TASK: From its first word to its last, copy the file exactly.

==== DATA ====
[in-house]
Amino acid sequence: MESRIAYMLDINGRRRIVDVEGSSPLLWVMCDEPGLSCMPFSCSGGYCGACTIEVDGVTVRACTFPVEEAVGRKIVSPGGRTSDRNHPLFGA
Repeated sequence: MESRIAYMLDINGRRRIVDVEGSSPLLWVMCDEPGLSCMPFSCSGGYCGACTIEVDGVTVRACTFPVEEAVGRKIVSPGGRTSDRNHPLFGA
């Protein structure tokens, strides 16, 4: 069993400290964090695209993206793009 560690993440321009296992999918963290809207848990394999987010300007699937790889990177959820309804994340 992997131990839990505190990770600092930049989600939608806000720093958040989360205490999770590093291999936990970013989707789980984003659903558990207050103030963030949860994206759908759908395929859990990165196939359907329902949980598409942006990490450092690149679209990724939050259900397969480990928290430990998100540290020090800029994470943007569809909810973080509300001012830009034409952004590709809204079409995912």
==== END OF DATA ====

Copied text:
[in-house]
Amino acid sequence: MESRIAYMLDINGRRRIVDVEGSSPLLWVMCDEPGLSCMPFSCSGGYCGACTIEVDGVTVRACTFPVEEAVGRKIVSPGGRTSDRNHPLFGA
Repeated sequence: MESRIAYMLDINGRRRIVDVEGSSPLLWVMCDEPGLSCMPFSCSGGYCGACTIEVDGVTVRACTFPVEEAVGRKIVSPGGRTSDRNHPLFGA
């Protein structure tokens, strides 16, 4: 069993400290964090695209993206793009 560690993440321009296992999918963290809207848990394999987010300007699937790889990177959820309804994340 992997131990839990505190990770600092930049989600939608806000720093958040989360205490999770590093291999936990970013989707789980984003659903558990207050103030963030949860994206759908759908395929859990990165196939359907329902949980598409942006990490450092690149679209990724939050259900397969480990928290430990998100540290020090800029994470943007569809909810973080509300001012830009034409952004590709809204079409995912």